My newest acquisition is a reinforced M42 Jump Jacket
Background: In preparation for the Normandy jump, US paratroops from the 82nd and 101st Airborne took their M42 pattern jump jackets and trousers to the riggers (personnel trained to pack, maintain, and repair parachutes and related equipment). The riggers reinforced the jump suits with heavy canvas because the soldiers knew they were going to be heavily weighted down, and they did not want their pockets to blow out when they hit the ground.
Specifically, the jackets had elbow pads added and the bottom pockets were reinforced. The trousers had the cargo pockets reinforced; tie down leg straps attached, and knee pads added.
The canvas material used for both 82nd and 101st Airborne suits is unusual and does not resemble US canvas found on duffel bags, etc. I speculate that the material is British because the 101st and 82nd Airborne were stationed in England prior to Normandy, and that is where the rigger modifications were made.
Each soldier had more than one M42 uniform reinforced, so not all rigger sets made the Normandy jump. In fact, most found today in collections are the ones that stayed in England. However, I speculate this example may have made the Normandy jump because it is CC-2 impregnated.
The United States did not know if the Germans were going to use gas like they did in WWI, so prior to D-Day, Airborne personnel were directed to have their jump suits immersed in CC-2, a chemical compound that was supposed to provide a barrier, preventing gas from making contact with skin. Airborne personnel were also issued the M5 gas mask and gas detection brassards. These brassards were designed to change color when they came in contact with gas.
Clothing treated with CC-2 added weight to the garment, left a residue that was tacky to the touch, and had a distinct odor. Surviving examples of impregnated jump jackets or trousers are 70+ years old and seldom retain this odor, especially if they’ve been on display and given the chance to air out.
This jacket no longer has an odor, but it is heavier than other reinforced jackets, and the residue is still visible, especially in the seams and on the zippers. When handling the jacket, there is still tackiness to the touch.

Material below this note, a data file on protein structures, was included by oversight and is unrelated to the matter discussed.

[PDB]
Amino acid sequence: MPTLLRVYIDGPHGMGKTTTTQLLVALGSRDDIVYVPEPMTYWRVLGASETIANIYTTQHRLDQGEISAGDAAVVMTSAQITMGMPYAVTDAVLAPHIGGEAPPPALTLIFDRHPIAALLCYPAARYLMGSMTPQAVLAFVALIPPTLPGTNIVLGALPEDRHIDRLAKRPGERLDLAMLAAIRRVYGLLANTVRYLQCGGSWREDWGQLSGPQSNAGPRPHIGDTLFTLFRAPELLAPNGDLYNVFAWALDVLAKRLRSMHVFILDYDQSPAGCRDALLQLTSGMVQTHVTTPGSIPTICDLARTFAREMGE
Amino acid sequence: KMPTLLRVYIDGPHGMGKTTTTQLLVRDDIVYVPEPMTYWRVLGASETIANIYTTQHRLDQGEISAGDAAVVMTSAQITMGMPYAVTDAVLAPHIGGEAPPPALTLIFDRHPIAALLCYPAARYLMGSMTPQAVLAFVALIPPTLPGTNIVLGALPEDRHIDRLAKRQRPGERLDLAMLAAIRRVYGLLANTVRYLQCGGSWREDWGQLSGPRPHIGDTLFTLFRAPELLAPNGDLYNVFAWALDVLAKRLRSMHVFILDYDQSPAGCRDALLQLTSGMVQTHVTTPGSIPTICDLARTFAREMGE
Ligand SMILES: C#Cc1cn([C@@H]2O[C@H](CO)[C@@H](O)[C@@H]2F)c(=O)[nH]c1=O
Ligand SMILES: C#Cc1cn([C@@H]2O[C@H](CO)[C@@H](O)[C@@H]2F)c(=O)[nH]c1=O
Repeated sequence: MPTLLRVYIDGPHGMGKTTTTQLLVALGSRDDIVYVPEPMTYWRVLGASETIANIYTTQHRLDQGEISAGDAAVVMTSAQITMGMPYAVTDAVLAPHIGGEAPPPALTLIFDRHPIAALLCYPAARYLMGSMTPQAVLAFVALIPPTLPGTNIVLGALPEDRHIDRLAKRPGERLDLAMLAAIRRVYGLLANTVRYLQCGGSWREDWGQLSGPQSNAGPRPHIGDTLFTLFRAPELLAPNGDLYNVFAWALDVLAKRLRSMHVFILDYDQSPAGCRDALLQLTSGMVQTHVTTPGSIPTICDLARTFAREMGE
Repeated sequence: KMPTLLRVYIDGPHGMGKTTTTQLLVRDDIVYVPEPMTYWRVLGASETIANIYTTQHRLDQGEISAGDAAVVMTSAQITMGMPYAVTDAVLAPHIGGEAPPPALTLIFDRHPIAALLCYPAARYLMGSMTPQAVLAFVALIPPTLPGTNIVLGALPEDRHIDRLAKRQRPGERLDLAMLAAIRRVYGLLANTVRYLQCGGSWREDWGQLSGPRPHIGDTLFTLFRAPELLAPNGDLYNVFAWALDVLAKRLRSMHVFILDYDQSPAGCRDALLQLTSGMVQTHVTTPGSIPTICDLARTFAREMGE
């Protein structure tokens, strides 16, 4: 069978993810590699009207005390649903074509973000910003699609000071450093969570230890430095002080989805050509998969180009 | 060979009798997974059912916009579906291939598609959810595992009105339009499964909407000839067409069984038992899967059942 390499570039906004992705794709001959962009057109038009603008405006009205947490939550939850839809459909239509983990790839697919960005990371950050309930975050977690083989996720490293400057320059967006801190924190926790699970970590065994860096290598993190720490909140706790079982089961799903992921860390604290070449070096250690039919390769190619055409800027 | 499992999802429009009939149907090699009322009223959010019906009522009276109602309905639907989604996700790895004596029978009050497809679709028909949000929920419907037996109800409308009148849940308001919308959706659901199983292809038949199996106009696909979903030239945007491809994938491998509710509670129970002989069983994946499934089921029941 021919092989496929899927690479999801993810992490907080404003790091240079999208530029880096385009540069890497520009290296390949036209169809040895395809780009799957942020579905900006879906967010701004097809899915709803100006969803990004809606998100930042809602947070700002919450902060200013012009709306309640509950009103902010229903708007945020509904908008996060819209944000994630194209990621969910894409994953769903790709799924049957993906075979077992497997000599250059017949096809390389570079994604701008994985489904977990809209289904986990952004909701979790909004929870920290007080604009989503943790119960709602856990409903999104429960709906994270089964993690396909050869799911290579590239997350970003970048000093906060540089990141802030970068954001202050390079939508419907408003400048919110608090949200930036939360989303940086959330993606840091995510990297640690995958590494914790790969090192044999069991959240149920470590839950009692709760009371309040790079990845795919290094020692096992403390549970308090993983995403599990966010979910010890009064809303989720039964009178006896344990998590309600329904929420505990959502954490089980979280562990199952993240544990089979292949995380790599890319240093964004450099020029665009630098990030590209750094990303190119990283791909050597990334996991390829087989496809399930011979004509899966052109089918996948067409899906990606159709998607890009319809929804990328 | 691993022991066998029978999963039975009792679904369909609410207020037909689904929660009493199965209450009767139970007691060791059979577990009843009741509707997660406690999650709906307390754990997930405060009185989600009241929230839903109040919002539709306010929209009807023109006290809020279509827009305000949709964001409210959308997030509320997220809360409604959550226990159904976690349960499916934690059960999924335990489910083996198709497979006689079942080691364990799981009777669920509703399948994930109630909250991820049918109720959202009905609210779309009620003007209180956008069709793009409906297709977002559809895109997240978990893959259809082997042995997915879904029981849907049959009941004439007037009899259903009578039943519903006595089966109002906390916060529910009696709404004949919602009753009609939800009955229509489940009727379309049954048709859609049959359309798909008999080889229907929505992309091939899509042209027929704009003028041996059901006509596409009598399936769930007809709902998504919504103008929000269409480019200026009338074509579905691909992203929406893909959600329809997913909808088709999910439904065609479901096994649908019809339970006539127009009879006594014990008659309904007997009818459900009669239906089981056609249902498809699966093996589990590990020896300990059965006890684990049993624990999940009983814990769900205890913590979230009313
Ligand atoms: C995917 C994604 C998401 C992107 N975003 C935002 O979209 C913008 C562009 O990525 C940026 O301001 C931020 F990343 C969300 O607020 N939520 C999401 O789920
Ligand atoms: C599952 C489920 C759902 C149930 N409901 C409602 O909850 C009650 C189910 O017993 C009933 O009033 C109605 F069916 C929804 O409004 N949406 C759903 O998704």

This jacket had been in my friend’s collection (and on my want list) for many years. Here are some of its features:
1. It’s a larger size, probably a 40 Regular.
2. It has brass colored vent grommets in the armpits (rather than stitched).
3. The main zipper is steel and marked “Crown”. The knife pocket zippers are brass and marked “Serval”.
4. The male snaps are oxidized steel (not brass).
The rigger construction at the seams and grayish green canvas material used indicate that this is an 82nd Airborne jacket. 101st Airborne jackets are sewn differently and the canvas material they used was much greener.
If there was ever shoulder sleeve insignia on this jacket, it must have been tacked on (which is common) because there is no indication of a removed patch. The epaulets had sewn on Lieutenant bars, which are now removed. You can see the darkened areas where they were, along with thick, white thread remnants crudely peaking through the material. This thick rayon based thread is identical to the thread used to crudely tack on 82nd patches on other jump jackets.
This jacket also has two large laundry stamps marked, “H 0608”. I’ve seen this same large stamp and font on another reinforced jacket that was recently posted on a popular web board.
I am beginning my needle in a haystack research to ID this jacket. I can deduce that:
1. The soldier was in the 82nd Airborne
2. The jacket had Lieutenant (or possibly a Warrant Officer) insignia at some point
3. The first letter of his last name is “H”
4. The last four digits of his Army Serial Number is “0608”